Page:Africa (Volume I).djvu/33

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region north of Cape Colony. Numerous species of mammals and birds are met from the southern extremity of the continent to the banks of the Senegal; nor are the plateaux and highlands anywhere lofty enough to prevent the migrations of animals, which in Africa are kept apart rather by the broad desert wastes than by mountain barriers.

The Mascarenhas, and especially Madagascar, are centres of independent life, the latter containing over one hundred animal species not found elsewhere. But the immigrations of Arabs and Europeans have added several species to the African fauna, in exchange for those they have contributed to extirpate. The camel, without which it seems impossible for caravans to cross the Sahara in its present arid state, is nevertheless a comparatively recent arrival, its image occurring nowhere either on the old Egyptian monuments or on the "inscribed stones" of the ancient Berbers. Hence it is evident that the Sahara was not always a desert; and valuable inscriptions, confirming the text of Herodotus, prove that the ox and the zebu were the first pack animals of the Garamantes on the route between Fezzan and Sudan. Now man has been followed by his ordinary companions, such as the horse and dog, at least wherever they have been able to adapt themselves to the climate. When the American Chaillé-Long appeared on horseback at the court of the King of Uganda, north of the Victoria Nyanza, the natives fancied, like the Mexicans at the first appearance of the Spanish cavalry, that horse and man formed one animal, and when the stranger dismounted they ran off terror-stricken at the sight of this centaur dividing itself into two distinct beings.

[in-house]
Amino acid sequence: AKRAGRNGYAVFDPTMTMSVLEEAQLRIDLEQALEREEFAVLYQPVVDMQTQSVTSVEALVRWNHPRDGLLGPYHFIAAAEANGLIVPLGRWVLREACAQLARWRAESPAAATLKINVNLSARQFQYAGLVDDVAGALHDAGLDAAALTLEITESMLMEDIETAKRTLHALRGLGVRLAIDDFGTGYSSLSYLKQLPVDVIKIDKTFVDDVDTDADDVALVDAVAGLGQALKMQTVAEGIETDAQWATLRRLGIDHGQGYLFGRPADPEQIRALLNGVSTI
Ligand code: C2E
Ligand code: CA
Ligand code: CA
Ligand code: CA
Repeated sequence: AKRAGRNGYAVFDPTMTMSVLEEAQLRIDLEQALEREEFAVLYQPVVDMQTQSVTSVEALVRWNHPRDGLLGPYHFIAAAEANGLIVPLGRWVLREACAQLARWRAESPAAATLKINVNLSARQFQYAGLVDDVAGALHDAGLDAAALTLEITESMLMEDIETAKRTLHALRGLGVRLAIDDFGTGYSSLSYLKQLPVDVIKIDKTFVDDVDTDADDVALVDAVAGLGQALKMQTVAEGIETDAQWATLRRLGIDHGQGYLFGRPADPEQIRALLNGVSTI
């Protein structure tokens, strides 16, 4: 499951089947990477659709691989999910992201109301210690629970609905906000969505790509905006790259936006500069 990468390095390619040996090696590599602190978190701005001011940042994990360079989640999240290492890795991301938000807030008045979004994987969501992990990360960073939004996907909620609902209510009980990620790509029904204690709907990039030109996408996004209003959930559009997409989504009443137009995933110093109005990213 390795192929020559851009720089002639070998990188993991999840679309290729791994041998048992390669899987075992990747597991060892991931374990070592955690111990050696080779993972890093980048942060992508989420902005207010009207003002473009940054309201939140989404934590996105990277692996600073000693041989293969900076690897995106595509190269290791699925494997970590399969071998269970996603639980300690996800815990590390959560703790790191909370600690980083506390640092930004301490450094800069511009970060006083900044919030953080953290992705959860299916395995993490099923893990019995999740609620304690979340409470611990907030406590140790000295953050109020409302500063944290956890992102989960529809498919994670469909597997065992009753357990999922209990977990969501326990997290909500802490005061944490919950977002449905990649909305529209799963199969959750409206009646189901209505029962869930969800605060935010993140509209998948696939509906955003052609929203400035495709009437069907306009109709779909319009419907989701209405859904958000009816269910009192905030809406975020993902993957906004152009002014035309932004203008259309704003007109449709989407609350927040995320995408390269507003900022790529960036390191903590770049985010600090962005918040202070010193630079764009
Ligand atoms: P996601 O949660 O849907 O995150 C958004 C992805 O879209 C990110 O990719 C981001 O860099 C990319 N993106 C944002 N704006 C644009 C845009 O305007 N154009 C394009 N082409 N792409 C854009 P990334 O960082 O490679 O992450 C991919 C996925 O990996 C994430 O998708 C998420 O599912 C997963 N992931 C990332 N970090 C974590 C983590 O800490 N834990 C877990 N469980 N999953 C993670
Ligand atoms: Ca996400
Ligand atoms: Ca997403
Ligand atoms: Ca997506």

The greatest obstacle to the development of Africa is caused by the tsetse (glossina morsitants), a simple fly, whose bite is fatal to horses, camels, oxen, and dogs, although harmless to man, the calf, goat, and wild beasts. This destructive insect, which is supposed, rightly or wrongly, to infuse anthrax virus into its victims, is very common in certain districts of South and Central Africa, but does not extend farther north than the Bahr-el-Ghazal and Senaar, and is unknown in the north-west. The donderobo, another two-winged pest obscrvetl to the south of the Kilima Njaro, spares cattle, but attacks the ass, goat, and sheep.

Africa is the home of the largest living quadrupeds, such as the elephant, various species of the rhinoceros, the hippopotamus, giraffe, ond other herbiferous animals. At the same time the African elephant is smaller, less vigorous, and more difficult to tame than its Indian congener, from which it differs in its convex frontal bone, large ears, and some other physical characteristics. The attempts made by Gordon to domesticate this animal and employ it in warfare were not successful, and in this respect Europeans have still to discover the secrets known not only to the Hindus, but even to the ancients, and, according to Duveyrier, to the tribes south of Mauritania, and to the Wakorays of the western Sahara.

The lion of the Atlas highlands is fiercer than the Babylonian species; the gorilla is the strongest and most formidable of the ape family; of all hoofed animals the zebra is the most indomitable; neither the American caiman nor the Indian gavial approach the dimensions of the African crocodile, and of all